Evening Briefing – June 7, 2021


PHOTO: Students walk around the Florida A&M University campus in Tallahassee Fla., Sept. 16, 2020.
Why more college students, athletes are committing to HBCUs

As colleges overall saw a nearly 3% dip in enrollment this spring compared to last year, according to the National Student Clearinghouse Research Center, HBCUs are exploding in popularity both in classrooms and on the court.

Numbers show the impact. Morgan State University reported nearly 15,000 undergraduate applications — an all-time high and a 58.5% increase compared to 2019. Howard University said that for a third straight year, it experienced a double-digit increase in applications. (ABC News)

Demonstrators gather at the Lincoln Memorial during a protest against police brutality and racism on June 6, 2020 in Washington, DC.
Tech companies made big pledges to fight racism last year — here’s how they’re doing so far

Last June, social media feeds became flooded with corporate statements about how companies would promote racial equity within and beyond their workforce. The commitments came after the police murder of George Floyd sparked protests around the country.

One year after those initial statements, many tech companies seem to have met several of their initial goals while promising to expand their commitments to diversity and inclusion efforts and racial justice causes. (CNBC)

A crowd of students dressed in graduation gowns and caps cheer during Howard University's ceremony.
Three reasons why low HBCU graduation rates are a myth that harms Black schools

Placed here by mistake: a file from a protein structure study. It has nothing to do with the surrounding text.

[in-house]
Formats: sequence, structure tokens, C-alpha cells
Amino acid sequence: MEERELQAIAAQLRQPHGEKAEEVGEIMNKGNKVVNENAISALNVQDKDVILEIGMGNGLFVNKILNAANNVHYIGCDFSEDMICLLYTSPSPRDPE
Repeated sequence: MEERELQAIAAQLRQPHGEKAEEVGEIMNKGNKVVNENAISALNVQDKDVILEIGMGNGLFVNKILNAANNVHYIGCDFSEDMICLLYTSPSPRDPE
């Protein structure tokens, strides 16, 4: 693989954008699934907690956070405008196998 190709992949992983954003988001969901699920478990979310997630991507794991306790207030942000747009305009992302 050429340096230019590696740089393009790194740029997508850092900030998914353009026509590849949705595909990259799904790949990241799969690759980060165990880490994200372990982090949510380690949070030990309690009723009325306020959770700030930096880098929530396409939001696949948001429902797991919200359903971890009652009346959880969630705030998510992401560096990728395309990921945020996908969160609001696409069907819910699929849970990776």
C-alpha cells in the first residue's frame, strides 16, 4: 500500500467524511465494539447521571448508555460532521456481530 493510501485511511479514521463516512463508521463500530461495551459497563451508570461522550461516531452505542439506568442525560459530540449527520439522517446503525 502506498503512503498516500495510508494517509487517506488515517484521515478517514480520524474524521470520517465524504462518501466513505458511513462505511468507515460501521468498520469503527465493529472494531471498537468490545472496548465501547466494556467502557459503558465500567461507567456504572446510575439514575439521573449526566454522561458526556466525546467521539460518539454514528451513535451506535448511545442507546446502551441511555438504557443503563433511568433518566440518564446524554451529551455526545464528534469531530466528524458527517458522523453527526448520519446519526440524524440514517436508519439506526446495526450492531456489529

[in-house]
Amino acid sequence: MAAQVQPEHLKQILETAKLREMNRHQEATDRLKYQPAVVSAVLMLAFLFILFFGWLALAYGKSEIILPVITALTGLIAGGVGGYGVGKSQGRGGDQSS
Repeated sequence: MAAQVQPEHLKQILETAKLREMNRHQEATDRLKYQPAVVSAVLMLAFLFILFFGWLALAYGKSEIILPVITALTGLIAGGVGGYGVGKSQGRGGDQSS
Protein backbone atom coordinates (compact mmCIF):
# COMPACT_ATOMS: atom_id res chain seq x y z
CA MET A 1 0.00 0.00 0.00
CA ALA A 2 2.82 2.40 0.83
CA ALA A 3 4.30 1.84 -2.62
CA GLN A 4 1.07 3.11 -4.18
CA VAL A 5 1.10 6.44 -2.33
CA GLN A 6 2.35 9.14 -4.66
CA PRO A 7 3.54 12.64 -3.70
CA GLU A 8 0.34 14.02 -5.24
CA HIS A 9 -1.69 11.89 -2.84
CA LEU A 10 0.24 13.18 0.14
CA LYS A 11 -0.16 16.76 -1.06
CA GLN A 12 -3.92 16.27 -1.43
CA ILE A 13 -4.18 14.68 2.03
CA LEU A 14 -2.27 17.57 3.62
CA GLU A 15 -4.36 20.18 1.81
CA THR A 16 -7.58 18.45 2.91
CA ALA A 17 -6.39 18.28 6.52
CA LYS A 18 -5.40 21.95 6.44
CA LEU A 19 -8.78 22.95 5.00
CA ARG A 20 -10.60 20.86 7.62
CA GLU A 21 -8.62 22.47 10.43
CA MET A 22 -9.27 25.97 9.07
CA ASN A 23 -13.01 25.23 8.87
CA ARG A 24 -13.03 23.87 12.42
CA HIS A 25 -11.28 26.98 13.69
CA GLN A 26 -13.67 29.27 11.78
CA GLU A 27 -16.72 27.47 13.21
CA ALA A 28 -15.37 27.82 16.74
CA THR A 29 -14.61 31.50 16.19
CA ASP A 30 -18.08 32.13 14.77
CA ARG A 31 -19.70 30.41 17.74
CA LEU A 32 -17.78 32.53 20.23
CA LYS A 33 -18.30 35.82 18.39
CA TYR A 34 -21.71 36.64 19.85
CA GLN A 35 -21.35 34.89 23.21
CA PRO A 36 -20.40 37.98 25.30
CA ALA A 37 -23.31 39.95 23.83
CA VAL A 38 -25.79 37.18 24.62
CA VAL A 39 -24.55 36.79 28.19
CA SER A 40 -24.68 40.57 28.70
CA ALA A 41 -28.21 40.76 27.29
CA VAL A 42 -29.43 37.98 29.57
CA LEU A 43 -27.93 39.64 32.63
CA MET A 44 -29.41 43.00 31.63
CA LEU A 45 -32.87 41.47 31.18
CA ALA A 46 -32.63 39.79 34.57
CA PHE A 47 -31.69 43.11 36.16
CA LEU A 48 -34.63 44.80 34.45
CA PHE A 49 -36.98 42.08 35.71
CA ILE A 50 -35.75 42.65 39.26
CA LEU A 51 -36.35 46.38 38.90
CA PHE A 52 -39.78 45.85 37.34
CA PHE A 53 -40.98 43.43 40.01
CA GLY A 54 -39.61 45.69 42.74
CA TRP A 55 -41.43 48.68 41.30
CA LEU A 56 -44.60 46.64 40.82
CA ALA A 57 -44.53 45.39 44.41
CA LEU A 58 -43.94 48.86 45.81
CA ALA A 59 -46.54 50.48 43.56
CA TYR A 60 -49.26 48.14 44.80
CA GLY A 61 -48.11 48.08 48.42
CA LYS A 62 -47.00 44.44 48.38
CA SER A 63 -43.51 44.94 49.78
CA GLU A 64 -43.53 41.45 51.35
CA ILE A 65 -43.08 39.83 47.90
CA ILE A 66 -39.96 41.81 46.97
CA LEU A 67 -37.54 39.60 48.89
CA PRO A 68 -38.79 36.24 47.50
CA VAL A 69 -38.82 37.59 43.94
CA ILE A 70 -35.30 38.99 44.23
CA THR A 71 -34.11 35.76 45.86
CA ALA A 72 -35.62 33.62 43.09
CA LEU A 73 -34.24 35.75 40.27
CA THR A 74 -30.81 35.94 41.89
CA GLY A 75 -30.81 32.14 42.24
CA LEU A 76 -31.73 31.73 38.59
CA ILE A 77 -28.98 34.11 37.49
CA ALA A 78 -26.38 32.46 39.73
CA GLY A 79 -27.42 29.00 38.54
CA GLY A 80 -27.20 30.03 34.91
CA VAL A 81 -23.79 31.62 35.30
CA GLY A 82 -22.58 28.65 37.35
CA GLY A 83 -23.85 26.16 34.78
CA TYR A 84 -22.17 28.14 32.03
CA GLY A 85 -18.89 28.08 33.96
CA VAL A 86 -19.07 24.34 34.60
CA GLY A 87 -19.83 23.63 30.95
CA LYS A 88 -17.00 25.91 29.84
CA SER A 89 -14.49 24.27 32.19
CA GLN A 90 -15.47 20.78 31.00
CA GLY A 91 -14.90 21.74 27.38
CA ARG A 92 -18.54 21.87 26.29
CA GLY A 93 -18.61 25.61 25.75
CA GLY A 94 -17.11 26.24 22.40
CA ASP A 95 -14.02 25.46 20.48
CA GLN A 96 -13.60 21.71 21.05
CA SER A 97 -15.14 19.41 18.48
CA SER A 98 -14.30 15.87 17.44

It’s been said over time that historically Black colleges and universities have low graduation rates. Professor and writer Ivory Toldson said that’s often not only a mis-read of statistics, but an unfair and biased assessment of HBCUs. (Kera News)

HBCUs with NROTC Scholarship Programs
US Navy launches HBCU research, fellowship initiative

The Department of the Navy’s (DoN) Historically Black Colleges and Universities/Minority Institutions (HBCU/MI) Program—located at the Office of Naval Research (ONR)—is launching several major initiatives to increase student participation in naval internships and opportunities for faculty to conduct naval-relevant research.

“By expanding our outreach to a greater diversity of student populations, the DoN will strengthen existing partnerships, build new ones and better meet the challenges facing the Naval Research and Development Establishment,” said Frederick J. Stefany, acting assistant secretary of the Navy for Research, Development and Acquisition. “The HBCU/MI Program will help grow the acquisition workforce the nation needs to compete globally.” (United States Navy)